4. Deciding how long someone should spend in a rat-hole of an island jail, not some stranger you happen to be on the jury for, but someone who has kidnapped you and threatened your life with a gun and wronged you personally, makes a man very conscious of the differences, distinctions, and issues surrounding the ideas of justice, vengeance, retribution, punishment, deterrence, rehabilitation, and reintegration into the community. Although I was proud of the effect that I had on the outcome, and although I was glad that I had taken the magistrate’s question with the seriousness it deserved, it was not a position I liked the feeling of. The temptations were too great to get even, to engage in the old eye-for-an-eye. I could see why they don’t let the victims sit on the juries and decide the sentences …
5. If you think that there might be an armed robbery in your immediate future, do take the time to dress suitably for the occasion. The mosquitoes got under my sulu while I was meditating and set up their drilling rigs on my inner thighs, which wasn’t too bad, and other less public zones, which was, and of course I didn’t dare slap them for fear of being shot. So all I could do was go all Zen on them with my awesome mental powers, a thunderous telepathic assault that the mosquitoes shrugged off with the contempt it deserved. As a result, the main downside of the robbery was that I walked bowlegged for about a week. Well, that, plus the numerous red welts located on obscure parts of what my old drill sergeant used to call the “groan area” made it appear that I’d caught the strangest social disease imaginable, like genital measles or something, although at least I did dodge the malarial chills and fever.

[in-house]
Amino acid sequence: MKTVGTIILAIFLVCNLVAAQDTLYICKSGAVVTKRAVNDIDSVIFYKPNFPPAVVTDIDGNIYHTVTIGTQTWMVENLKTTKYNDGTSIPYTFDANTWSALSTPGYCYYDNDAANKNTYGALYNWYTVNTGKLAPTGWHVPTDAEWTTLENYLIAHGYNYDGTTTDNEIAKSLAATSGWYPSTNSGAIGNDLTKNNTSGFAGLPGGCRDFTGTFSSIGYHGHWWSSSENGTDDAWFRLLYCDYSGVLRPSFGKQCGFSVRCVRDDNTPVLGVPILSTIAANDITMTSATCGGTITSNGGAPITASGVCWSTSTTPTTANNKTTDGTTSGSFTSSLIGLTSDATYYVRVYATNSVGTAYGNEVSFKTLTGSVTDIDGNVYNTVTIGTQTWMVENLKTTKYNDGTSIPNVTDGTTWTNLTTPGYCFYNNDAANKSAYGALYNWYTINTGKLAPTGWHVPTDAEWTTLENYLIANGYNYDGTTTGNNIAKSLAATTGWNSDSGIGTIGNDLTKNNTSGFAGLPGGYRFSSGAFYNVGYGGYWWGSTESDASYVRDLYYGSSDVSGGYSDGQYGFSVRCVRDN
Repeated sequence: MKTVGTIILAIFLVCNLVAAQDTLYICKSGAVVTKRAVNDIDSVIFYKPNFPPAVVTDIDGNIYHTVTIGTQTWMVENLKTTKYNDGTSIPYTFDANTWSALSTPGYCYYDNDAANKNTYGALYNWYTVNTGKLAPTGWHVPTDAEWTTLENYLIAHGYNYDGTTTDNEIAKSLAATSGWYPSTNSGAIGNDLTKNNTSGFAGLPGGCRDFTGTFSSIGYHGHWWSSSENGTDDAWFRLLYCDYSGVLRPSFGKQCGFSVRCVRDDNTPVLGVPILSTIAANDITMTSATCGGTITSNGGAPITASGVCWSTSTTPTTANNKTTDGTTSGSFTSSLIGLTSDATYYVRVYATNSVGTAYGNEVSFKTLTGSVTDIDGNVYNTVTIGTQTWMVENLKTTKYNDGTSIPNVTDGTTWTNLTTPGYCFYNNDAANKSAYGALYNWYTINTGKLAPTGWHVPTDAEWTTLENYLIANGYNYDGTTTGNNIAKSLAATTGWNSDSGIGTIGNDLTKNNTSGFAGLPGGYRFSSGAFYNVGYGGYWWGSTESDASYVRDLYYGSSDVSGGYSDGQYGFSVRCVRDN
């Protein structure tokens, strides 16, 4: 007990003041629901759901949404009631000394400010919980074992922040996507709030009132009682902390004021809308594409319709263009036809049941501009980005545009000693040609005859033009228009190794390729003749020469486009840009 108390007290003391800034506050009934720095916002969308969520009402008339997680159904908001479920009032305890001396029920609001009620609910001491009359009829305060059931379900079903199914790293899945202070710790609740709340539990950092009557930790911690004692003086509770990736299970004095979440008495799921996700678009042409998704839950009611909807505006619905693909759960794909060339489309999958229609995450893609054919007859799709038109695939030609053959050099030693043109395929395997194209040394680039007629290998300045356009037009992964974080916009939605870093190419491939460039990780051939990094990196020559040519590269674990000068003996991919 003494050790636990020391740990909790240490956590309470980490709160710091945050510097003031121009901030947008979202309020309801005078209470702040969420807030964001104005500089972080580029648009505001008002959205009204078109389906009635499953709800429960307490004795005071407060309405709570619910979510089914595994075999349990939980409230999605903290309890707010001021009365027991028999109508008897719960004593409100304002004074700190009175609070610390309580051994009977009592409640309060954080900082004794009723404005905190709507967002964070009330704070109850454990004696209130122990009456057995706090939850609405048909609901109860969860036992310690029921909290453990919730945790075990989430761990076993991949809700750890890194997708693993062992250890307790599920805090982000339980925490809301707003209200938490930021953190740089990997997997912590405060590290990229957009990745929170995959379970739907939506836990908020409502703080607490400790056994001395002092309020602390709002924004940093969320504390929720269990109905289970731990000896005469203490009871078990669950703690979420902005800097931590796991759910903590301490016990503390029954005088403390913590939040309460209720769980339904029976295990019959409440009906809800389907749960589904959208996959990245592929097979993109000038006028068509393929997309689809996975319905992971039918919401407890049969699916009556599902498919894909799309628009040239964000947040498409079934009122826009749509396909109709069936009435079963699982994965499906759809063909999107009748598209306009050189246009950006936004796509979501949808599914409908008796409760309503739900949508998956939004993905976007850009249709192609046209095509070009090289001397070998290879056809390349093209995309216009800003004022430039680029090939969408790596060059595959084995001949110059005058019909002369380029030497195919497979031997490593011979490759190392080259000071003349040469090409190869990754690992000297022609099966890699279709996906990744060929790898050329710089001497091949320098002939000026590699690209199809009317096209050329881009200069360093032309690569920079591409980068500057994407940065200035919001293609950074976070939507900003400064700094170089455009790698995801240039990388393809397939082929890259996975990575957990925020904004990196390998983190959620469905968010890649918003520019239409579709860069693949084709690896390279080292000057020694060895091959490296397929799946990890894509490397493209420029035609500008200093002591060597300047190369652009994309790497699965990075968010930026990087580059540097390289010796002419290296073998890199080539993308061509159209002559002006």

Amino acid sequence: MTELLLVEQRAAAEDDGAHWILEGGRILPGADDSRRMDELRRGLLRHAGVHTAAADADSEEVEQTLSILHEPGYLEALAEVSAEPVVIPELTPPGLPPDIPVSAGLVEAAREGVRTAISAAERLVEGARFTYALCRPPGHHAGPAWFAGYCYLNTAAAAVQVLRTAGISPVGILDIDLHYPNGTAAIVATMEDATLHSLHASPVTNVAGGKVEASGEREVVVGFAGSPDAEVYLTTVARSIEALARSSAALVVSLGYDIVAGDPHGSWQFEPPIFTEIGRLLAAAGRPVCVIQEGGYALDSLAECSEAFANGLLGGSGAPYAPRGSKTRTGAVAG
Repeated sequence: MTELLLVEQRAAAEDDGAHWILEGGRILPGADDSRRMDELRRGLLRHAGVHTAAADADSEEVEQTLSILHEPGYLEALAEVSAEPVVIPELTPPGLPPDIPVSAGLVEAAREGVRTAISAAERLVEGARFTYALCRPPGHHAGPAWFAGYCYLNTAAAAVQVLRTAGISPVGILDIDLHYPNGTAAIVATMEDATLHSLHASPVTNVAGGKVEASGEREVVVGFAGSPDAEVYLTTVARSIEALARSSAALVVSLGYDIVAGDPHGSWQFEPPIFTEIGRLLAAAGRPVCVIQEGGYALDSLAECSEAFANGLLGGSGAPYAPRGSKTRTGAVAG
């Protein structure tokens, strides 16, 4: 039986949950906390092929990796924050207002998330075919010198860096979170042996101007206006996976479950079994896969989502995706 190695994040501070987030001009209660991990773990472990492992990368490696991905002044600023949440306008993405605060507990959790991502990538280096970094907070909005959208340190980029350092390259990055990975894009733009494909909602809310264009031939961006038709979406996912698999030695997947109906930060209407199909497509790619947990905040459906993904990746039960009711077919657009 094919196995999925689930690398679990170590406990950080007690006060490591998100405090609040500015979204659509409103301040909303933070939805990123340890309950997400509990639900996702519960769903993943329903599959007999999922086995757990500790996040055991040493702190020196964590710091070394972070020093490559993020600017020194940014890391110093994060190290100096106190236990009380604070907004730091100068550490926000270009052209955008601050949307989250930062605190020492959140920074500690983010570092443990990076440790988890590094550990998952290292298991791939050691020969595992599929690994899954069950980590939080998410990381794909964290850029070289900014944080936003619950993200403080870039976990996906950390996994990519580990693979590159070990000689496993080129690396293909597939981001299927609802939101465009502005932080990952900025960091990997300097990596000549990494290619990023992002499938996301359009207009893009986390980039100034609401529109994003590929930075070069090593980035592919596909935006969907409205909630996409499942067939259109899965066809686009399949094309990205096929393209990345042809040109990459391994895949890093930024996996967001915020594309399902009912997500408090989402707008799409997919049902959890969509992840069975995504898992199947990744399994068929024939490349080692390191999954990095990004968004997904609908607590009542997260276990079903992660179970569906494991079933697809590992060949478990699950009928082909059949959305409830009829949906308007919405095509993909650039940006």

In any case, because of a string of regrettable incidents like mine, the best fashion authorities now deem that pants are far more appropriate attire for your typical late-evening or after-dark robbery, although sulus are still acceptable for robberies held in the morning and early afternoon.
Yr obt svt,